The retracing voyage will begin the journey in the Philippines where Magellan was killed. The voyage will begin here as this is the core of the commingling of European and Asian cultures resonating through the centuries to the present day.
The European perspective on this commingling has been the primary history taught in schools in the U.S. The Philippine and Southeast Asian perspective on the history of this contact is just as important and interesting, and provides an opportunity to broaden our understanding of this historic development.
For example, the majority of the world thinks Magellan completed the expedition. Filipinos, however, are taught in elementary school that Magellan introduced the Roman Catholic Church to the Philippines, and was killed by Chief Lapulapu and his warriors on Mactan Island. There is even an annual reenactment of the Battle of Mactan on April 27th. This is common knowledge to Filipinos across their country.
The Malaysian ethnic group across the islands of Southeast Asia are descendants of mariner nomads that settled across the region thousands of years before the arrival of Europeans. The European contact and Magellan’s arrival led to a valuable network connection for the world’s maritime industry that continues to this day. Historically referred to as ‘Manila Men,’ Filipino mariners were sought after for their maritime skills and continued the Malaysian mariner nomad culture.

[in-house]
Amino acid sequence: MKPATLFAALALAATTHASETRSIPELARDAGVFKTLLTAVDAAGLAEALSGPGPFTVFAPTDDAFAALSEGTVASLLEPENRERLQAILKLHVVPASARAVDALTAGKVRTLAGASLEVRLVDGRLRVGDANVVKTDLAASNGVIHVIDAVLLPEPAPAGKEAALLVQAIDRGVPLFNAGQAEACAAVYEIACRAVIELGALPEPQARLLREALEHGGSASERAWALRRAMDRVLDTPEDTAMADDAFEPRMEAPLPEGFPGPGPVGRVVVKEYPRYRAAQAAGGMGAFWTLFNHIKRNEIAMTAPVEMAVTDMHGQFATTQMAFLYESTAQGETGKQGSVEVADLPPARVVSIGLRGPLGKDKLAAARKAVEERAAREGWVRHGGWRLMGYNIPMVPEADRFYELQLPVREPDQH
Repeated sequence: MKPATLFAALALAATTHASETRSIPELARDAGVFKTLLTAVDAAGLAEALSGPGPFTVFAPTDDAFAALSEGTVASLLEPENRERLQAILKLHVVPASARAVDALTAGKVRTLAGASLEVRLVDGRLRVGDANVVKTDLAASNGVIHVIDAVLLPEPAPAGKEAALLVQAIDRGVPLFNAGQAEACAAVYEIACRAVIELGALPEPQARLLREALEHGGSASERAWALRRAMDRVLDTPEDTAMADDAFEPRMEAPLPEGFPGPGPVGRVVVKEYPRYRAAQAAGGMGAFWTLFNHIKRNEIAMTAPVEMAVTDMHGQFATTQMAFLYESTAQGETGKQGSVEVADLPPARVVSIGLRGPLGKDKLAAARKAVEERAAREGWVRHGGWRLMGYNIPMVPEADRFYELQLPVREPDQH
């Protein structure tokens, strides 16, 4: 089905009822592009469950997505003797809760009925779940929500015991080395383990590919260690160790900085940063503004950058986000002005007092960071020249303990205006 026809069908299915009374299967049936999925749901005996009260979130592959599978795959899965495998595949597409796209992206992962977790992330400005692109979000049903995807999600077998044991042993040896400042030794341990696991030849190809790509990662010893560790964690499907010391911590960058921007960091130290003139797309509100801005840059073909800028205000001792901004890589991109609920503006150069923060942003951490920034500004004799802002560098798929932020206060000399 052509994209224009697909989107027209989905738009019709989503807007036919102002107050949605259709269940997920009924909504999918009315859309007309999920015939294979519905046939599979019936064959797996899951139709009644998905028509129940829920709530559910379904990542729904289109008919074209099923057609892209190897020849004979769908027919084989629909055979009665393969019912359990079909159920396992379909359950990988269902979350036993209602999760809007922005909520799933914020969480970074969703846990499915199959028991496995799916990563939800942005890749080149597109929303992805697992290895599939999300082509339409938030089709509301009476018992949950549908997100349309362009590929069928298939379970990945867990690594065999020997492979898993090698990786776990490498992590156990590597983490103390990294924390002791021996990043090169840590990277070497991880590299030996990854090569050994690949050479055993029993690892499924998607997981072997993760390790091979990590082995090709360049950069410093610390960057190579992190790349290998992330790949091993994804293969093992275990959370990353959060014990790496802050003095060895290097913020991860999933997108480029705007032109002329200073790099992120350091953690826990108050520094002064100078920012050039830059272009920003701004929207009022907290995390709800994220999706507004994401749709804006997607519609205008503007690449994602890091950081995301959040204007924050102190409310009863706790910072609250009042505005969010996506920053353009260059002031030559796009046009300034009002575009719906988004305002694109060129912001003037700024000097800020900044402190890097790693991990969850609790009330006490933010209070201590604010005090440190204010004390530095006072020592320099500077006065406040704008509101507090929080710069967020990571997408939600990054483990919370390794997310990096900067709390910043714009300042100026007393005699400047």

The period of the “Manila Galleon” trade from 1565-1814 spans 250 years of a Filipino diaspora that extended across the Pacific Ocean and contributed to the wealth of Spain as spices, silk, jewels and porcelain were added to the gold and silver riches of the new world booty.
The “Manila Men” were sought-after mariners in the Pacific whaling industry as smart, hardworking sailors with pleasant dispositions. The diaspora came to include both men and women, and continues to the present day as Filipinos staff ships, medical professions and service industries around the world.
Filipino Americans are the second largest Asian American minority group in the United States. The “Alaskaneros” Filipino population has grown to be the largest Asian minority in Alaska at approximately 16,000. The first historical documentation of a Filipino arriving in Alaska is in 1780.
Despite Magellan having preceded Cook by 250 years, the two great explorers share a common thread of interaction with cultures and religions completely unknown to one another. Magellan’s contact with the Philippines in 1521 was the beginning of the Spain’s ultimate domination of the islands until 1898. The Philippines are the only predominately Christian country in Asia and Filipinos are predominately Roman Catholic.
An anthropological study of pre-Magellan beliefs in the Philippines from a Filipino perspective would shed interesting light on the incredible success and popularity of Catholicism in this Malaysian ethnic group over the course of time since 1st contact.